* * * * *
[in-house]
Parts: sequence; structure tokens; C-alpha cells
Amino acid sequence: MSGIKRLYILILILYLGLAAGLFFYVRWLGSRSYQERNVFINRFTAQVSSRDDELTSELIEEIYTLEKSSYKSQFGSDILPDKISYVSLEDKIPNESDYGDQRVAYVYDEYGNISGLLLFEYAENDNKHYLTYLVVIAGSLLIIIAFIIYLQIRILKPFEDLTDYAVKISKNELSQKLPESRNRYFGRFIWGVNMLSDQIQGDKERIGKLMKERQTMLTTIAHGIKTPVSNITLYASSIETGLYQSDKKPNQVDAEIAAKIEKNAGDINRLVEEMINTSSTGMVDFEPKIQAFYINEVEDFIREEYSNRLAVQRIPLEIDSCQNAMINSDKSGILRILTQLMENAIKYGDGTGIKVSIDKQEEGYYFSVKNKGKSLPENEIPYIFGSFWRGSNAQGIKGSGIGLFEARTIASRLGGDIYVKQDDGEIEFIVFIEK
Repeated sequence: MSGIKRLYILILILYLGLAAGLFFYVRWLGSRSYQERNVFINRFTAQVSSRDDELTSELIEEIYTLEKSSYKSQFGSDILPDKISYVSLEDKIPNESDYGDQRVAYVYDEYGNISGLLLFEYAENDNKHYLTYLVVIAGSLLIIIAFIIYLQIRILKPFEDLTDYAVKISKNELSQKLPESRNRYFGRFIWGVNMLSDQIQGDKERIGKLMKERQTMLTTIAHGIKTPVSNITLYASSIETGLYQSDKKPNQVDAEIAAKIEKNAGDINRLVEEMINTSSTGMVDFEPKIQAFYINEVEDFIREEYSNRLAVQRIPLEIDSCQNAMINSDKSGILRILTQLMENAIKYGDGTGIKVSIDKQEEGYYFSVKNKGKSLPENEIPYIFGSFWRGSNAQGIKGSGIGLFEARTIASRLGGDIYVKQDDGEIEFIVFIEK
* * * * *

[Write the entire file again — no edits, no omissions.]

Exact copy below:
[in-house]
Parts: sequence; structure tokens; C-alpha cells
Amino acid sequence: MSGIKRLYILILILYLGLAAGLFFYVRWLGSRSYQERNVFINRFTAQVSSRDDELTSELIEEIYTLEKSSYKSQFGSDILPDKISYVSLEDKIPNESDYGDQRVAYVYDEYGNISGLLLFEYAENDNKHYLTYLVVIAGSLLIIIAFIIYLQIRILKPFEDLTDYAVKISKNELSQKLPESRNRYFGRFIWGVNMLSDQIQGDKERIGKLMKERQTMLTTIAHGIKTPVSNITLYASSIETGLYQSDKKPNQVDAEIAAKIEKNAGDINRLVEEMINTSSTGMVDFEPKIQAFYINEVEDFIREEYSNRLAVQRIPLEIDSCQNAMINSDKSGILRILTQLMENAIKYGDGTGIKVSIDKQEEGYYFSVKNKGKSLPENEIPYIFGSFWRGSNAQGIKGSGIGLFEARTIASRLGGDIYVKQDDGEIEFIVFIEK
Repeated sequence: MSGIKRLYILILILYLGLAAGLFFYVRWLGSRSYQERNVFINRFTAQVSSRDDELTSELIEEIYTLEKSSYKSQFGSDILPDKISYVSLEDKIPNESDYGDQRVAYVYDEYGNISGLLLFEYAENDNKHYLTYLVVIAGSLLIIIAFIIYLQIRILKPFEDLTDYAVKISKNELSQKLPESRNRYFGRFIWGVNMLSDQIQGDKERIGKLMKERQTMLTTIAHGIKTPVSNITLYASSIETGLYQSDKKPNQVDAEIAAKIEKNAGDINRLVEEMINTSSTGMVDFEPKIQAFYINEVEDFIREEYSNRLAVQRIPLEIDSCQNAMINSDKSGILRILTQLMENAIKYGDGTGIKVSIDKQEEGYYFSVKNKGKSLPENEIPYIFGSFWRGSNAQGIKGSGIGLFEARTIASRLGGDIYVKQDDGEIEFIVFIEK